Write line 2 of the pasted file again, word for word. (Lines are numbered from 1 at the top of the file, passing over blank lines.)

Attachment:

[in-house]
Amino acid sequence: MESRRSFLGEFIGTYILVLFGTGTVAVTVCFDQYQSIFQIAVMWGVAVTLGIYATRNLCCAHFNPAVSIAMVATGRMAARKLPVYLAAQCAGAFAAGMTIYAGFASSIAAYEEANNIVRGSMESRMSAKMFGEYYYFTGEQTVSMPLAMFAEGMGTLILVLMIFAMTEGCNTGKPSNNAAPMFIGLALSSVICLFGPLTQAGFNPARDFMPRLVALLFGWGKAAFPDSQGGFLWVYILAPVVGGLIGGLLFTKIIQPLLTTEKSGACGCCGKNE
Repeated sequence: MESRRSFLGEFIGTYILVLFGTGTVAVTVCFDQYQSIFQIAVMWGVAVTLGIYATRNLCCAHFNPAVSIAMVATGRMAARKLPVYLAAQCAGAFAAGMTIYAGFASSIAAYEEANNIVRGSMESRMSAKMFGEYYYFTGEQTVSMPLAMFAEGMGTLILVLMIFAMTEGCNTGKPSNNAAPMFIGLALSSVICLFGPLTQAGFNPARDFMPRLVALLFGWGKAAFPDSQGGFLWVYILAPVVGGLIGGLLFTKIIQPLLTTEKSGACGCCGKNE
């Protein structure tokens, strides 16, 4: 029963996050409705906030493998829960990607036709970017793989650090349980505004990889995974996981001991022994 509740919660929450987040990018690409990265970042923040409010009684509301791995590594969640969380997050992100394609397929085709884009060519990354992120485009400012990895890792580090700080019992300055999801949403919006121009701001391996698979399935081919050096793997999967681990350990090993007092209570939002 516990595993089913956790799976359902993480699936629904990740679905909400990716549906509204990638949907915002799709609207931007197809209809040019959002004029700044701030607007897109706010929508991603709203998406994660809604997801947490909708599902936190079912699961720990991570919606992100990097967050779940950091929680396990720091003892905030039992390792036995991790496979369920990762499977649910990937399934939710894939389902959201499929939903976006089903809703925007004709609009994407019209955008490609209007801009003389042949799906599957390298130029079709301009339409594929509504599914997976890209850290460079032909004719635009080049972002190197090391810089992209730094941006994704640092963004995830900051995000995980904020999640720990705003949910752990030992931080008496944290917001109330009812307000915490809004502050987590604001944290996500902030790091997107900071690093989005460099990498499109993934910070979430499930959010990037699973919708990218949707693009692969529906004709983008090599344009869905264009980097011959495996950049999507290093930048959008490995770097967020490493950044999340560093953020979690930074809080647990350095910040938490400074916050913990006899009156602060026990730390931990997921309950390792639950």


Amino acid sequence: MESRRSFLGEFIGTYILVLFGTGTVAVTVCFDQYQSIFQIAVMWGVAVTLGIYATRNLCCAHFNPAVSIAMVATGRMAARKLPVYLAAQCAGAFAAGMTIYAGFASSIAAYEEANNIVRGSMESRMSAKMFGEYYYFTGEQTVSMPLAMFAEGMGTLILVLMIFAMTEGCNTGKPSNNAAPMFIGLALSSVICLFGPLTQAGFNPARDFMPRLVALLFGWGKAAFPDSQGGFLWVYILAPVVGGLIGGLLFTKIIQPLLTTEKSGACGCCGKNE